‘Military Merit’Published 9:04am Monday, January 20, 2014
At their January meetings the Boards of Commissioners of both Hertford and Bertie counties approved a statewide proclamation declaring both as “Purple Heart Counties”
Organized by the Down East Chapter 639 of the Military Order of the Purple Heart in Morehead City, the group is seeking to make all 100 counties in the state Purple Heart counties.
The Purple Heart, established by George Washington as the Badge of Military Merit in 1782 and first awarded under its current name in 1932, is reserved for combat-wounded veterans or any military service personnel killed in any action against any enemy of the United States of America.
“The Purple Heart is one of the oldest (military) declarations,” said Hertford County Commissioner Johnnie Ray Farmer, in speaking before his board on Jan. 6. Farmer himself is a Vietnam-era veteran, member of Ahoskie American Legion Post-102, and former JROTC instructor at Hertford County High School. “It began with Gen. George Washington and is still awarded today for wounds received in combat action.”
Farmer says the honor is important because of what the service of military veterans should mean to all citizens, especially in these times.
“It’s very important because we’re still involved in the war on terrorism with soldiers still coming home wounded,” Farmer added. “This is in recognition of their service to our nation and I think that’s very important.
“We have some great veterans in our area, including a Pearl Harbor survivor that many of us may not even know about,” Farmer went on to say. “Our Veterans Services officer stays quite busy taking care of veterans; so I appreciate us taking time for this and supporting this proclamation.”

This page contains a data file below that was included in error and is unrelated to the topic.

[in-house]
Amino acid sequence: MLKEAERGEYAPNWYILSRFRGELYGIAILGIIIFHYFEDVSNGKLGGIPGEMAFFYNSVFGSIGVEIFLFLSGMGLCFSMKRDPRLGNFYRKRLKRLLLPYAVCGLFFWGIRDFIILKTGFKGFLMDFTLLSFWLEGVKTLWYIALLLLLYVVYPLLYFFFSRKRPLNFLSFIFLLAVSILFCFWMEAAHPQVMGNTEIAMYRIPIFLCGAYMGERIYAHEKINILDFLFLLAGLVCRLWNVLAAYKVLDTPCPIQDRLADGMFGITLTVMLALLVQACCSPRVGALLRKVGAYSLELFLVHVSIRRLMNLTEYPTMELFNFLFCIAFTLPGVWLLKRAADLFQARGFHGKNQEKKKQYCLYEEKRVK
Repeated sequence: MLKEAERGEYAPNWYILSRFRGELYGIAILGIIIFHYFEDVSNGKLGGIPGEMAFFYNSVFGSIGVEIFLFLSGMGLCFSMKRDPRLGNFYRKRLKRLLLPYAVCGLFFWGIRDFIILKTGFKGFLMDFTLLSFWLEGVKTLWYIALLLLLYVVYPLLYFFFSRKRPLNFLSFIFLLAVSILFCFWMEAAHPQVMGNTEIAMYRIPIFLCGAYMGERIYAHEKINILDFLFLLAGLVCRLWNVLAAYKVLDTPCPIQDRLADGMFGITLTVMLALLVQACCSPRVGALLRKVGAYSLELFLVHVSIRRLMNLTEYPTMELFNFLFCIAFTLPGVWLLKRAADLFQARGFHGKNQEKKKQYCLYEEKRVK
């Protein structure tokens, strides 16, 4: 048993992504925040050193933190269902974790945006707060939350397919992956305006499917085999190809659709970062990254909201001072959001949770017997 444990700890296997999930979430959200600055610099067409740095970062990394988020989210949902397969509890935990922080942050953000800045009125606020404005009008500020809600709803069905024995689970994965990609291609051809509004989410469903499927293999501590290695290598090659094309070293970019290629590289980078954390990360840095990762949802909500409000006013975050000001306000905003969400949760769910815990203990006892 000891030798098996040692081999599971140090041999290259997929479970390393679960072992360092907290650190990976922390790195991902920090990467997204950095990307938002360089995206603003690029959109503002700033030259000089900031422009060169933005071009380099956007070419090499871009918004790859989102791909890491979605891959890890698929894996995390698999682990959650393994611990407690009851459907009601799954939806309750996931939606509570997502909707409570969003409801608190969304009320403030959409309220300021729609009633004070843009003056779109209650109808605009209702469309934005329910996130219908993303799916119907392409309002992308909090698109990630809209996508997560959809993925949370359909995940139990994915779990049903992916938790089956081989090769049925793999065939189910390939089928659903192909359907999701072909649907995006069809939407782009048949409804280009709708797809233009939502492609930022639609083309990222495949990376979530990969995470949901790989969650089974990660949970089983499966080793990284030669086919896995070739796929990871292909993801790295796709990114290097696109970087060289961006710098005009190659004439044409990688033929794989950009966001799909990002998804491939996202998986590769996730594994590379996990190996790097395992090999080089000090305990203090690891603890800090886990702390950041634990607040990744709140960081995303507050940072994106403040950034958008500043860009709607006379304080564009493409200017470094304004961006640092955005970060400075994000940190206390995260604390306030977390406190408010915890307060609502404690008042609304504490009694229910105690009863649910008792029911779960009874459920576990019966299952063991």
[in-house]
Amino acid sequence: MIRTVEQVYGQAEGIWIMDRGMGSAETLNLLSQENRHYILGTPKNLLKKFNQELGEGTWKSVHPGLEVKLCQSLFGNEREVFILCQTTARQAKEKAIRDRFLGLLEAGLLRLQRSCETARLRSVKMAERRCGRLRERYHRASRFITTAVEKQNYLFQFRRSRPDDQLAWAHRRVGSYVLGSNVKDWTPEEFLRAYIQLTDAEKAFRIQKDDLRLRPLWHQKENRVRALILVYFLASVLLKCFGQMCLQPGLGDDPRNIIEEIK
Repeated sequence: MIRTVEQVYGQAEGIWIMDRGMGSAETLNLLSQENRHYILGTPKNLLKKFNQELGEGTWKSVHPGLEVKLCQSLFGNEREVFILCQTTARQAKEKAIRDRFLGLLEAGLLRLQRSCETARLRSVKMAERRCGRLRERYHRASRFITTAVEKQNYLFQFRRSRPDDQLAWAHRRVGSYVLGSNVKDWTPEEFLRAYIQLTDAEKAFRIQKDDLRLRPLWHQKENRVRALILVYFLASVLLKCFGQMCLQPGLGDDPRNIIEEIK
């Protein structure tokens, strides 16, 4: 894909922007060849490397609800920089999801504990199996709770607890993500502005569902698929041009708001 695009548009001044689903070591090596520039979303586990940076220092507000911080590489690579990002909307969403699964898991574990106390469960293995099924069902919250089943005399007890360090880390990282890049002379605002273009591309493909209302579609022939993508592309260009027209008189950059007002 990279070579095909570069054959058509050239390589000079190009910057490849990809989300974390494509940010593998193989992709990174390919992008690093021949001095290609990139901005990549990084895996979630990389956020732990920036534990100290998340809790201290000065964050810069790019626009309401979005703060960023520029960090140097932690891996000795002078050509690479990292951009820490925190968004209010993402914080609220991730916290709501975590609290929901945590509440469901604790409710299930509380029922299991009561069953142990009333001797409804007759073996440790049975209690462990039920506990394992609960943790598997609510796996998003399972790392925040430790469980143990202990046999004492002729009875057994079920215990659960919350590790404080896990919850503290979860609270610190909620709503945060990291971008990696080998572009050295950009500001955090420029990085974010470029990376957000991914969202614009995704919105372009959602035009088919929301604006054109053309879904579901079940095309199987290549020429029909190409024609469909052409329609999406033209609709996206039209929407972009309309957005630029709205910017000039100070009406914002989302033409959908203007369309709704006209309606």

Chairman Bill Mitchell made the motion for approval, seconded by Farmer.
In Bertie County on Jan. 7, county Veterans Service Officer Milton Parker – who is not just his county’s officer, but also a national officer – appeared before his county’s board.
“They (Chapter 639) have thrift stores and other activities where they raise funds to help veterans and they simply want everyone on board so when they go before Congress they can continue this in the future,” said Perry.
When asked by Commissioner Rick Harrell the number of Purple Heart recipients in Bertie County, Parker said he could only think of one at that time.
“I’ve reviewed all the active files,” Parker said. “But some files are inactive.”
Commissioner John Trent pointed out that his late father received two Purple Heart for his service in World War II and felt that this was a great honor for the county to participate in.
“There were several men from Bertie County who went off to that war and they went as a group,” said Trent.
“And there are only a few of them that are still around,” said Harrell.
Commissioner Ron Wesson said several of the men in his father’s group that went off to war from Bertie County were actually graduated from high school early.
“We recently honored a veteran of high distinction, one of the oldest African-American veterans we could find, who served in the Army on two occasions, in the Marines, and in the Navy,” Wesson said. “And on the day he died he could still fit in his uniform.”
Harrell, who also said that his daughter did two tours of duty in Iraq, including Operation Iraqi Freedom, made the motion to approve the proclamation, seconded by Trent.
In addition to indentifying the Purple Heart, its creation by Gen. Washington, and the mission of the Military Honor of the Purple Heart, the Proclamation declares that the counties each have several residents who are recipients. It further recognizes the commitment and increasing sacrifices required of military families, and pledges support for the men and women who so honorably serve.